Given my background, I would like to push and evangelise people into an entrepreneurial career. Where we suffer in India is in terms of not building scale and we are not brand conscious, we haven’t really built brands. We also need to create value, not just look at profit and loss. In my new venture I will be doing strategic investments. We are not a private equity fund, but strategic investors, and will take a stake of between 35 and 45 per cent in consumer-facing companies or impact industries. And while I do not want to run a company, I believe I can create ground-up businesses.

When we moved out of UTV and sold to Disney, Zarina, my wife and I debated a lot on what we wanted to do with the Swades Foundation (which was started by the couple to empower rural India). We were active in rural Maharashtra in a small way, catering to the needs of about 40,000 villagers.

The key thing for me was how to use my entrepreneurial and organisational skills for institution-building in the social sector. I genuinely believe one can bring the thought processes of the corporate world and aspects like accountability and build organisations in the social sector. We need to have core goals as in any other organisation. We spent a year meeting a large number of people in the NGO sector in India, Bangladesh and elsewhere and understanding their models.

We came to the conclusion that while many people are working in the sector, it is mostly in silos. And because of our confidence of having run diversified companies, we felt we could replicate it in the foundation. We have now created a few verticals where we will focus on: water and sanitation, health, education and creating livelihood. We have adopted 3,000 villages covering about a million people in the districts of Raigad and Ratnagiri in Maharashtra.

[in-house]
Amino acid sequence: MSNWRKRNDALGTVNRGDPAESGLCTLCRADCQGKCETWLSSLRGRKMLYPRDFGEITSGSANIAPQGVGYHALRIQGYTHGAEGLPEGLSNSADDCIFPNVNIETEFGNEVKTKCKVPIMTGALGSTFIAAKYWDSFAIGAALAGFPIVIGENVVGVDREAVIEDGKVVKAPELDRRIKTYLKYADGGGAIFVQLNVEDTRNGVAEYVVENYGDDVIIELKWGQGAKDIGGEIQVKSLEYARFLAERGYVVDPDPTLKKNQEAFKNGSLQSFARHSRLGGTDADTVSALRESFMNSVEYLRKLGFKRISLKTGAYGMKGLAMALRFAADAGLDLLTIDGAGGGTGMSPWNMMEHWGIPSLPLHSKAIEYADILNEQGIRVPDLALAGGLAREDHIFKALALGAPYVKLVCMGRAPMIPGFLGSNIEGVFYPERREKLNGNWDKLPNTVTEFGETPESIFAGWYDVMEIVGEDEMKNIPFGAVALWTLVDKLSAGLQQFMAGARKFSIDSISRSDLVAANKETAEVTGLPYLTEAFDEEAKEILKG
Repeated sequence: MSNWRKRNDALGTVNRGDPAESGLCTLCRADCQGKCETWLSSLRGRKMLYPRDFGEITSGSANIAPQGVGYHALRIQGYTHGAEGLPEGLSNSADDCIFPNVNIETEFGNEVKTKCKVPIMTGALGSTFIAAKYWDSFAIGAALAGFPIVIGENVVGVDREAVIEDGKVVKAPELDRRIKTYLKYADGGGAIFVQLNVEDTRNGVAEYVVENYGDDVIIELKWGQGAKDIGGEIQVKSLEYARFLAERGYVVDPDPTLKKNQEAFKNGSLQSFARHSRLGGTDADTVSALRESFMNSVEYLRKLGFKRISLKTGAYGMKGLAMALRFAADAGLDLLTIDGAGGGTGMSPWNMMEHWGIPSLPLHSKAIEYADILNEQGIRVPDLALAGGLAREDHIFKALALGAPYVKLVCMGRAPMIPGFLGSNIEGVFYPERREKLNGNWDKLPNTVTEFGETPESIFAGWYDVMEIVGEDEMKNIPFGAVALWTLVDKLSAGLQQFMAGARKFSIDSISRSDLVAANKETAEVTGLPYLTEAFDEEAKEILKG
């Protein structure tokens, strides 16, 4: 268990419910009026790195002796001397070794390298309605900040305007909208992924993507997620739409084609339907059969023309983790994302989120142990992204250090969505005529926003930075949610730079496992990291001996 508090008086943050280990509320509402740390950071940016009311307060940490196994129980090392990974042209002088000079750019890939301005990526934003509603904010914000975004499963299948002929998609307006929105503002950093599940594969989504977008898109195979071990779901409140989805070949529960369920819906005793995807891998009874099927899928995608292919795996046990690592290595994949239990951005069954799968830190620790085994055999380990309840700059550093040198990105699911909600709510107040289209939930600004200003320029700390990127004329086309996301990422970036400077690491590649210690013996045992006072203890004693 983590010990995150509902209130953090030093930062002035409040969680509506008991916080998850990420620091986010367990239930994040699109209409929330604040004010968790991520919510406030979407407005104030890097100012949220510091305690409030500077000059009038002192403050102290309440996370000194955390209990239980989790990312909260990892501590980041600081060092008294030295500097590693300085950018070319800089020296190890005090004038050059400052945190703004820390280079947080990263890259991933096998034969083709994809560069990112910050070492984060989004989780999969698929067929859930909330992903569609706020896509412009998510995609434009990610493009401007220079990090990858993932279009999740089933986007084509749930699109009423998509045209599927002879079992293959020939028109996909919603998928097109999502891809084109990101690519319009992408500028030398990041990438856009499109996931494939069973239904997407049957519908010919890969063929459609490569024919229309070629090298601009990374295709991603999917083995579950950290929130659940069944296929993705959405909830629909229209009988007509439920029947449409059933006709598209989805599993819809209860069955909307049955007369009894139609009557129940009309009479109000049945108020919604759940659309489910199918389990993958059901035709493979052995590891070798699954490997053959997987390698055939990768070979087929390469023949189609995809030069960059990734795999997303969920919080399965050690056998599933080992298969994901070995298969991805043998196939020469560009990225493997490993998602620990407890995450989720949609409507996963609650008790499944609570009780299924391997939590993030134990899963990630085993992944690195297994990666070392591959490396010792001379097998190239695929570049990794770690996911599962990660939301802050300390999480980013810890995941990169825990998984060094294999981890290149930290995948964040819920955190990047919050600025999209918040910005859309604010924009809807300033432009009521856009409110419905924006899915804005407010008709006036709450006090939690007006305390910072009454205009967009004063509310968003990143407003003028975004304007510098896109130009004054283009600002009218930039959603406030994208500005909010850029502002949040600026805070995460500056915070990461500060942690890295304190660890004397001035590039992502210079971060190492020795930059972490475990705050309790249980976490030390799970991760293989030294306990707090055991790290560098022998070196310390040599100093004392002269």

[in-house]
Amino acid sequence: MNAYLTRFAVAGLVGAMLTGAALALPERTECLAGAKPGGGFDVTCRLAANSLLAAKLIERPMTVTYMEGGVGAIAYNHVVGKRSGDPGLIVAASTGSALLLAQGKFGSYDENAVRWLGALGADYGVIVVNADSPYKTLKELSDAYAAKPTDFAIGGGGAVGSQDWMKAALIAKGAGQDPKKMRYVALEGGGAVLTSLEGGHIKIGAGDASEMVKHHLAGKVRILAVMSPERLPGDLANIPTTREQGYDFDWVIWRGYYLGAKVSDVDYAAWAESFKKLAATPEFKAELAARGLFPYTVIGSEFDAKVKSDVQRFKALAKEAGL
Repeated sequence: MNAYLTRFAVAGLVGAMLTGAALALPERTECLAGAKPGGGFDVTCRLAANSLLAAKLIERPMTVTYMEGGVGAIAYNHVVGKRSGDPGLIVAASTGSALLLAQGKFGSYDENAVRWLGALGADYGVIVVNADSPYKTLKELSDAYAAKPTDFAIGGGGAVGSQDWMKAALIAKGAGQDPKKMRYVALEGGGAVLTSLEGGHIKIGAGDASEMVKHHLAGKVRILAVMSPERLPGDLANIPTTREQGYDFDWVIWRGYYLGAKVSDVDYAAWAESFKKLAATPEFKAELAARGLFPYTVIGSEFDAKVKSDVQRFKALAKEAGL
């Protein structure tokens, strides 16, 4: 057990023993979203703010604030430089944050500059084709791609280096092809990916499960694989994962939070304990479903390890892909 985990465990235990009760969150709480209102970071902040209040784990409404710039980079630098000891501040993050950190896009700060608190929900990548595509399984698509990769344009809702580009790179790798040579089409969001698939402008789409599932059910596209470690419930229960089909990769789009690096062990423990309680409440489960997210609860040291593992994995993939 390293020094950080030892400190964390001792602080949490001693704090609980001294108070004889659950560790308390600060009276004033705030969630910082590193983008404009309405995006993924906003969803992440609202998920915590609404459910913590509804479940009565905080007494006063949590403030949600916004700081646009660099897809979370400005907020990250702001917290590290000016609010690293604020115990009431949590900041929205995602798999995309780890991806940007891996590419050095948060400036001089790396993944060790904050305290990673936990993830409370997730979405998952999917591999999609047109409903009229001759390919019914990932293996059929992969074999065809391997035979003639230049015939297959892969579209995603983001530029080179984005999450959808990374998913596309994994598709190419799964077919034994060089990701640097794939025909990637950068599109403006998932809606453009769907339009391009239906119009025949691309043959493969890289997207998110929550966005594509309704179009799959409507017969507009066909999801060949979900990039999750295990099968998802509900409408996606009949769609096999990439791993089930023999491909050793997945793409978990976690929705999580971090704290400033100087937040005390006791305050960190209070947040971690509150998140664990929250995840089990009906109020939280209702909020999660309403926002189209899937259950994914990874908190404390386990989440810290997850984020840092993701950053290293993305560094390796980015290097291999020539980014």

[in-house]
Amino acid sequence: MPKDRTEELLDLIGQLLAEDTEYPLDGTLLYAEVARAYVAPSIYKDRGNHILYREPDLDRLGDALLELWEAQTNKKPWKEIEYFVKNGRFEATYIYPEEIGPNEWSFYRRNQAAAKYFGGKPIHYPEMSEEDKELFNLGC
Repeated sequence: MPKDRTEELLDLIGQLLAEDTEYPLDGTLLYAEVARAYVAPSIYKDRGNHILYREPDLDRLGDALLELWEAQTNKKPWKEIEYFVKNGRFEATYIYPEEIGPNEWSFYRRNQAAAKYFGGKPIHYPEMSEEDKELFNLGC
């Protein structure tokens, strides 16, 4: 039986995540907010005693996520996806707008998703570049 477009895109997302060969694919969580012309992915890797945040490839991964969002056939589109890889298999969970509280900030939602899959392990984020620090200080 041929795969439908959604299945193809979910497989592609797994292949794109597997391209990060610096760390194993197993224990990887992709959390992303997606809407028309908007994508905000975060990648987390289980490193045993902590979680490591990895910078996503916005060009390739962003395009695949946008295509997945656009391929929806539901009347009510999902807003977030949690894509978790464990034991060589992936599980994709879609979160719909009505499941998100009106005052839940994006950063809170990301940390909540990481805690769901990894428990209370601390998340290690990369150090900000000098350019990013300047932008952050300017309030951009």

It is a monster of a job and a big challenge which will take a lot of resources. Part of the challenge is to raise funds. Right now, we are funding it entirely on our own.

How do you view the prospects for the Indian media and entertainment sector?

These are extremely interesting times for the media and entertainment sector and will remain so for the next 10 to 15 years. The level of disruption and innovation that is happening in media is incredible. A big challenge in India is that nobody is willing to pay for what they consume; much of the media is dependent on ads. This has to change.

The new media is also not being taken seriously as people do not visualise how they can make money. The world over, the new media is getting a lot of revenue. Look at Netflix, the leading internet television network, which is less than seven years old. It has overtaken HBO, a 50-year-old company.

In China and Japan, new players are marrying technology, content and consumers and creating humungous companies. India has the potential, but somehow we are not able to harness it. It is not going to change if we keep identifying opportunities, but not do something about it.

Creativity also needs to be taken to the next level. We take creativity and innovation for granted. There has not been much of innovation in the movies or television business. I don’t see the newspaper business being threatened in India for the next 10 to 15 years, mainly because there is an entire new population that is getting educated.

But if I were a newspaper owner, the biggest worry for me would be the fact that the core group — those between 16 and 25 — is gone. They are not reading papers. You have to tell the news in a different way, as they want to hear news in a social way.

You have to talk in their language and create hubs and discussion points, but that is not happening.